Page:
In the most effective development programs, maturing planned gifts can account for 20 – 25% of total gift income in any given year. Whether in a campaign or during your institution’s annual giving efforts, you should have a clear understanding of and plan for how you will report, count, value, and credit planned gifts.
The Partnership for Philanthropic Planning (PPP, formally NCPG) has a number of good guidelines around counting, reporting, valuing, and crediting planned gifts. However, it is important for all involved in our work to have definitional specificity around these important concepts. Here are some quick definitions that, hopefully, create some understanding of these terms and the important distinctions between them:
- Counting – the process of quantitatively summarizing all activity, progress, and results as compared with a set of fundraising goals. PPP (and CASE and AFP) agree that your institution should have a Current Gift Goal, a Revocable Planned Gift Goal, and an Irrevocable Planned Gift Goal. In addition, you should only count a planned gift when it is booked and not again when it matures.
- Reporting – the efforts to communicate progress toward your planned giving goals. This should be done as transparently (and accurately) as possible. Reporting can occur internally or externally and to various audiences. PPP (and CASE and AFP) recommend that all planned gifts should be reported at face value. In other words, if you have a $5,000,000 revocable planned giving goal, you should report the new $1,000,000 bequest intention from that 60 year old as a $1,000,000 revocable planned gift commitment.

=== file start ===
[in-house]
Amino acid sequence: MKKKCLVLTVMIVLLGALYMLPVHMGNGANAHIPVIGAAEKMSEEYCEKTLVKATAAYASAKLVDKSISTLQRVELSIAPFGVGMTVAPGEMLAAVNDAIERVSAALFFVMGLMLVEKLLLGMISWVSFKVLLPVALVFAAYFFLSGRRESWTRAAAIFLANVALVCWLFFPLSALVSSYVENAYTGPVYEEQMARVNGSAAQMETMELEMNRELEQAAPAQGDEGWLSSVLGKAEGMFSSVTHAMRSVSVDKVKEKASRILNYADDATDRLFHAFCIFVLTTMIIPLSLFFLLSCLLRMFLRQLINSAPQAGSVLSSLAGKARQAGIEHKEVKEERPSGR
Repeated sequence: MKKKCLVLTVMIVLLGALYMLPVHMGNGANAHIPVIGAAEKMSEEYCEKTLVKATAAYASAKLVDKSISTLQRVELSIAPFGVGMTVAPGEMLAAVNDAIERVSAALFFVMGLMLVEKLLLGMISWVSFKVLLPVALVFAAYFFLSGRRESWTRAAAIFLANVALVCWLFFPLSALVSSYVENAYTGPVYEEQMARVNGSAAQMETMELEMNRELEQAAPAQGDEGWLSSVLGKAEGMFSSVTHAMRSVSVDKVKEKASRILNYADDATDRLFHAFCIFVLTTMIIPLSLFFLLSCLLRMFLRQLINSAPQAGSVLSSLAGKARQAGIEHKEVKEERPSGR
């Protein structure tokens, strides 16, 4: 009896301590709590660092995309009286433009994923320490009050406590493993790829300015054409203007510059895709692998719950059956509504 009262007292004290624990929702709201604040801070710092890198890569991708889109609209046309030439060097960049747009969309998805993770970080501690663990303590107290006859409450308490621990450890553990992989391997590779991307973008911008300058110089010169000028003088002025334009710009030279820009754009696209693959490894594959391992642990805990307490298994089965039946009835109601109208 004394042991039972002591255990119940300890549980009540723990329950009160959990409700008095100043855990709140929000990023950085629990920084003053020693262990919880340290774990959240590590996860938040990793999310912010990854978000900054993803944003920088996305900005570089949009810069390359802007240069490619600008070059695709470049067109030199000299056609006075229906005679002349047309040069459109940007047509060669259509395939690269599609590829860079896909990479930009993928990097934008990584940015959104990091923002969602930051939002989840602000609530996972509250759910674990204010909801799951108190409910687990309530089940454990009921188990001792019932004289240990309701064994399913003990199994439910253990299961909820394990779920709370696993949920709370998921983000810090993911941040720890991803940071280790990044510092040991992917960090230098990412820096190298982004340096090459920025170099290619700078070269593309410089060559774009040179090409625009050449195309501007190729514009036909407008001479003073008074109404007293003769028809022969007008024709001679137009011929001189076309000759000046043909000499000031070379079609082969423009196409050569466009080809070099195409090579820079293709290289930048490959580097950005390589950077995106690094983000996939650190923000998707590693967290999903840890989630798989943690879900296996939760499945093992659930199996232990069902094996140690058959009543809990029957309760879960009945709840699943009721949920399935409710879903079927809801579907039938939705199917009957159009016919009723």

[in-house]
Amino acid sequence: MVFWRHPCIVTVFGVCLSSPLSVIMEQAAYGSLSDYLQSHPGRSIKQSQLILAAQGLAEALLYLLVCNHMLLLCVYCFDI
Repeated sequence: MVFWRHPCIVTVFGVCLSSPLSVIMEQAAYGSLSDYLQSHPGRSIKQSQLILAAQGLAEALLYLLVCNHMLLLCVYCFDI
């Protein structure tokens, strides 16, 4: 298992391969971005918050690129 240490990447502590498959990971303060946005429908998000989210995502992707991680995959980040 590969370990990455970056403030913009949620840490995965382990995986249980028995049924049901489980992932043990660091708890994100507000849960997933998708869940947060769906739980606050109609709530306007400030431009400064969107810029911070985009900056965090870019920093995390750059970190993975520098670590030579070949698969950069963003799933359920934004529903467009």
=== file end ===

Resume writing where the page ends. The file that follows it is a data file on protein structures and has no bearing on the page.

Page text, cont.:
- Valuing – the process of assessing the worth of a gift to an institution. Gift value is determined by a number of methodologies depending on the gift type, donor demographics, and other factors. Gift value usually represents net present value or future purchasing value. While we should report all planned gifts at face value, we may value each very differently.
- Crediting – the way in which an institution recognizes planned gift donors. While counting, reporting, and valuing need not be the sole methodology to determine donor credit, many institutions will use these calculations as a basis for establishing donor credit. Crediting is highly institution-specific. For example, one institution might recognize donors in their planned giving recognition society based on a simple verbal commitment while others will require written confirmation of the gift intention.
Gaining greater clarity around these important terms is a first step toward strengthening your planned giving program. When we better understand and implement best practices around counting, reporting, valuing, and crediting we put important focus on the programs that encourage giving the largest possible gifts for many of our donors.